If they have a credit score of 800, and you're an authorized user under them, there's a good chance assuming that they report you separately which typically does happen, your score will go up tremendously, I'm talking 50 points, maybe even a 100 points or more sometimes. There are stories of people jumping even 120 points, 130 points in literally just 30 days from this happening. 

Here's The Second Part Where You Really Have To Pay Attention

Because this isn't always the case.

After the subprime mortgage crisis of 2007. FICO changed the way that they score credit scores and how they look at them. And now, they actually way the authorized user piggybacking method a little bit less.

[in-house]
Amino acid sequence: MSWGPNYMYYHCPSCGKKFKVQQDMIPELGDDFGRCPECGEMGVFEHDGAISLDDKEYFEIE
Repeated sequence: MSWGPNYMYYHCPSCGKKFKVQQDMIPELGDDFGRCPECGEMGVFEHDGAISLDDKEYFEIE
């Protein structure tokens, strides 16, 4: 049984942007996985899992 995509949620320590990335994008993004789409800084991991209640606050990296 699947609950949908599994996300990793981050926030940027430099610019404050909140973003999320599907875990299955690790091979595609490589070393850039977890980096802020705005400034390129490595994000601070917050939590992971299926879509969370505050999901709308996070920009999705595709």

What can happen is that, just because your credit score shoots up. You sort of piggyback off of this person's credit score. Let's say your score goes from 580 to 690. Your score goes from bad to decent, shoots up to 690, and you apply for a new credit card or you apply for a mortgage or an auto loan.


What can happen with some bank's, they can look deeper into it and say wait a minute, you're just an authorized user, you never had a credit card where you actually pay off yourself, and they can look deeper into it and they can reject you for some of those loans.

It's not always the best method, but it's a great way to boost it initially and sometimes they do use old methods for pulling credit and they're not really looking too deep into it, they're just looking at the number, but like i said, ever since 2007, they've been getting a little bit smarter with that. But it's still a great way to boost it very quickly.


Open Up A Secured Line Of Credit Separately

Another method you could use while you're doing this authorized user piggyback method. You can also open up a secured line of credit separately to sort of help boost it a little bit more.